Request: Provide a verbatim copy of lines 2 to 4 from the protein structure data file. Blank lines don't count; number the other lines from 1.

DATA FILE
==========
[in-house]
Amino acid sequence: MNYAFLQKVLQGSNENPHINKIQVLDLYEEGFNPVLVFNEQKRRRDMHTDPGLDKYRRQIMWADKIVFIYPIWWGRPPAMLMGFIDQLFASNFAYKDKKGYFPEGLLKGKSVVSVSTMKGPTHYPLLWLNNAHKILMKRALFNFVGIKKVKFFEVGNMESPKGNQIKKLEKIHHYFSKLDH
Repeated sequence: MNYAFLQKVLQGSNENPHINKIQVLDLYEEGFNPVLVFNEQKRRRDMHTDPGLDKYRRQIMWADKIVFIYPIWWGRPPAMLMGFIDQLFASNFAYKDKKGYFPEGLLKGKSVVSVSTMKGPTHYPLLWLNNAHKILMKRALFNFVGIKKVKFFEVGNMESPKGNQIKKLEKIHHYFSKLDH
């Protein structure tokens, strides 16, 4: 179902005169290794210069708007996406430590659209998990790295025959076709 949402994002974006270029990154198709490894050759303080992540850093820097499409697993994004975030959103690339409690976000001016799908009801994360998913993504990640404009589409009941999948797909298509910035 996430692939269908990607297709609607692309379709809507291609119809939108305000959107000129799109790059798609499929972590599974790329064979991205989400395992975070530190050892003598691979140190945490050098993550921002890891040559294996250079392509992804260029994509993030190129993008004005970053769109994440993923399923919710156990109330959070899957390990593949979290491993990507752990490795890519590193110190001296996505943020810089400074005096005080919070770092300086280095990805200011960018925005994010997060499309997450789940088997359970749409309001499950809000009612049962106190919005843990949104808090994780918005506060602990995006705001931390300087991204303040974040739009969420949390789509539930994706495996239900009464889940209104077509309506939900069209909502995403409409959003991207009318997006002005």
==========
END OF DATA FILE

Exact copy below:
Amino acid sequence: MNYAFLQKVLQGSNENPHINKIQVLDLYEEGFNPVLVFNEQKRRRDMHTDPGLDKYRRQIMWADKIVFIYPIWWGRPPAMLMGFIDQLFASNFAYKDKKGYFPEGLLKGKSVVSVSTMKGPTHYPLLWLNNAHKILMKRALFNFVGIKKVKFFEVGNMESPKGNQIKKLEKIHHYFSKLDH
Repeated sequence: MNYAFLQKVLQGSNENPHINKIQVLDLYEEGFNPVLVFNEQKRRRDMHTDPGLDKYRRQIMWADKIVFIYPIWWGRPPAMLMGFIDQLFASNFAYKDKKGYFPEGLLKGKSVVSVSTMKGPTHYPLLWLNNAHKILMKRALFNFVGIKKVKFFEVGNMESPKGNQIKKLEKIHHYFSKLDH
């Protein structure tokens, strides 16, 4: 179902005169290794210069708007996406430590659209998990790295025959076709 949402994002974006270029990154198709490894050759303080992540850093820097499409697993994004975030959103690339409690976000001016799908009801994360998913993504990640404009589409009941999948797909298509910035 996430692939269908990607297709609607692309379709809507291609119809939108305000959107000129799109790059798609499929972590599974790329064979991205989400395992975070530190050892003598691979140190945490050098993550921002890891040559294996250079392509992804260029994509993030190129993008004005970053769109994440993923399923919710156990109330959070899957390990593949979290491993990507752990490795890519590193110190001296996505943020810089400074005096005080919070770092300086280095990805200011960018925005994010997060499309997450789940088997359970749409309001499950809000009612049962106190919005843990949104808090994780918005506060602990995006705001931390300087991204303040974040739009969420949390789509539930994706495996239900009464889940209104077509309506939900069209909502995403409409959003991207009318997006002005």